To the Editor: Interleukins (IL) are potent biomolecules used for immunotherapy in cancer and infectious diseases. The clinical benefit of cytokines is linked to their strong effects on immune cells, and these effects are important to study in patients undergoing treatment because the cellular responses in vivo may differ from those seen in vitro. We therefore read with interest the study by van der Vliet et al. (1) concerning the effect of high-dose IL-2 on immunoregulatory cell subsets in patients with advanced melanoma and renal cell cancer. The main conclusion presented by the authors is that CD25+ regulatory T cells, which have an inhibitory effect on adaptive T-cell responses, increased during therapy. Conversely, the CD1d-restricted natural killer T (NKT) cells, which have mainly activating effects on other immune cells, decreased in numbers during therapy. One might speculate that such effects of IL-2 could suppress some cellular immune responses against the tumor and thus be detrimental to the patient.
The negative effects on NKT cells reported in this study are, however, in apparent contrast to the expansion of these cells we have observed recently in patients with primary human immunodeficiency virus-1 infection undergoing IL-2 treatment in conjunction with effective antiretroviral therapy (2). We observed a significant increase in absolute NKT cell counts over the course of 12 months without detectable changes in the CD4+/CD4− NKT cell ratio. There are several possible explanations to the contrasting results in the two studies. First, there may be disease-specific factors that affect the response to IL-2, which differ between these conditions, although both human immunodeficiency virus-1 infection and cancer are associated with NKT cell loss (3, 4). Second, treatment protocols probably differ with lower doses given to human immunodeficiency virus-1 patients.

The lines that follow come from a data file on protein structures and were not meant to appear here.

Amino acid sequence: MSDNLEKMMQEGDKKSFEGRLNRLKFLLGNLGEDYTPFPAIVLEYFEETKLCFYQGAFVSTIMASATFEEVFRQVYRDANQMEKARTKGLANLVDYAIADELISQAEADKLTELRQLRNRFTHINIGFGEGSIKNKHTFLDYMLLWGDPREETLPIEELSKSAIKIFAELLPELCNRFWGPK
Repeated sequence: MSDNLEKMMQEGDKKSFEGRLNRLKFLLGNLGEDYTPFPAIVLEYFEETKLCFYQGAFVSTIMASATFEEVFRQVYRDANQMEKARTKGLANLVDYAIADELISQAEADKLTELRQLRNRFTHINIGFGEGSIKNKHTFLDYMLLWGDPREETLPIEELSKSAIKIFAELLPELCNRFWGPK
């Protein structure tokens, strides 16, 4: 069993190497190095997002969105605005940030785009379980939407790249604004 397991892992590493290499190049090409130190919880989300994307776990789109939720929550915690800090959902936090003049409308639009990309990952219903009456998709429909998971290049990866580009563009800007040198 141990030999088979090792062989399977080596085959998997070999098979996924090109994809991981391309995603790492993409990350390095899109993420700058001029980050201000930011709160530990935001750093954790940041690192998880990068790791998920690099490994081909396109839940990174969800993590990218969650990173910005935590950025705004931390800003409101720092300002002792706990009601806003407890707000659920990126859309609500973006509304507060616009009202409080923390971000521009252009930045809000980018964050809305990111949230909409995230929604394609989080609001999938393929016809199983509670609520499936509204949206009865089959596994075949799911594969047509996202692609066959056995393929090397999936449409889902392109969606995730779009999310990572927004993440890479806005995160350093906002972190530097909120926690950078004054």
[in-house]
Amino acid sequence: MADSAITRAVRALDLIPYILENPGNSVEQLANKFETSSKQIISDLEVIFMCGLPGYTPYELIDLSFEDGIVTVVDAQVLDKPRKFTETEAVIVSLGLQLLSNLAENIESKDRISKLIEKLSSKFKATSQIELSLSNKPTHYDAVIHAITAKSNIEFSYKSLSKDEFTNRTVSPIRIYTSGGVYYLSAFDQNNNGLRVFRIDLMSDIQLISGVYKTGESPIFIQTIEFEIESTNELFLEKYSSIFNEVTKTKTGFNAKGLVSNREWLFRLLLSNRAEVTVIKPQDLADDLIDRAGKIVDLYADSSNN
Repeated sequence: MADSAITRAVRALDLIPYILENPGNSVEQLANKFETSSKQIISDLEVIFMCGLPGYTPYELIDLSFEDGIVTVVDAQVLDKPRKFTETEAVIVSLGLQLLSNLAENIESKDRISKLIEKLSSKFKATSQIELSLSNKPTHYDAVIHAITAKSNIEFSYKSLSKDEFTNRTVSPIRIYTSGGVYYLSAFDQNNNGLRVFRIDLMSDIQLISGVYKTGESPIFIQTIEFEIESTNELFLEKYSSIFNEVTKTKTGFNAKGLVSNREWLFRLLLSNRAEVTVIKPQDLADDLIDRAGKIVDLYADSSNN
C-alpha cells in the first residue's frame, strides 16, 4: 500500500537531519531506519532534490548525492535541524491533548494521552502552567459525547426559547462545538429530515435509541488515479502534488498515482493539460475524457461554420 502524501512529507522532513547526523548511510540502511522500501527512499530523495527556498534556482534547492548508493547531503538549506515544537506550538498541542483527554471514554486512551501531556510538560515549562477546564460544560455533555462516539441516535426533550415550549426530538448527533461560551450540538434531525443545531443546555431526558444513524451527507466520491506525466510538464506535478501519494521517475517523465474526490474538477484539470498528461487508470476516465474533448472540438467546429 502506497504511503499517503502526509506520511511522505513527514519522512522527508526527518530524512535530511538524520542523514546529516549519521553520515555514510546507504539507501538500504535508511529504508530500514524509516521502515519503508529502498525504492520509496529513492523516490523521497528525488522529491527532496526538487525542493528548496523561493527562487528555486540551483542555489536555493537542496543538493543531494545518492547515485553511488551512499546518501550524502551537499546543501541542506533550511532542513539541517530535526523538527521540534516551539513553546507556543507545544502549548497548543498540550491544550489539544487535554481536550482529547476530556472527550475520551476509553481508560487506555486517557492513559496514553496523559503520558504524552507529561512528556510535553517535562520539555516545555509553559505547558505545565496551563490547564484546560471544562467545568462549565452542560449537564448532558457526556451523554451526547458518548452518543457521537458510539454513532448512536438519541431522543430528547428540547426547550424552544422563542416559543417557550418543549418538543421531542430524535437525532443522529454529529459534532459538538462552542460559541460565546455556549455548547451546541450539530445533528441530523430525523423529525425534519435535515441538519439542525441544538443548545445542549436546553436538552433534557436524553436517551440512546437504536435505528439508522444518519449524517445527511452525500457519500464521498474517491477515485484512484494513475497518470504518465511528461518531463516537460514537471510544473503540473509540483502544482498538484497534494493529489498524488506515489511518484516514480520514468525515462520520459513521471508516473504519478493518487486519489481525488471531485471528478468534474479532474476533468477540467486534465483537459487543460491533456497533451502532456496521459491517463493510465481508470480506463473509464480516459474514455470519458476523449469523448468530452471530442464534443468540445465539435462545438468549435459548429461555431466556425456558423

However, the third and most likely explanation to the contrasting results is the timing of samples taken for study. van der Vliet et al. analyze samples drawn from patients immediately before and after two cycles of IL-2 given just 1 week apart (1, 5). The decrease in NKT cells directly after 5 days of high-dose IL-2 may reflect an acute response to massive IL-2 exposure, and assessment of what happens to the cells over time may be more immunologically relevant. Indeed, the data indicate that already at the “pre 2” time point, the absolute counts of NKT cells have actually increased. Data from additional time points may shed light on this, if such samples are available. It would certainly be important to determine if there is a consistent NKT cell response to IL-2 in vivo or if human immunodeficiency virus–infected subjects and cancer patients respond differently to this treatment.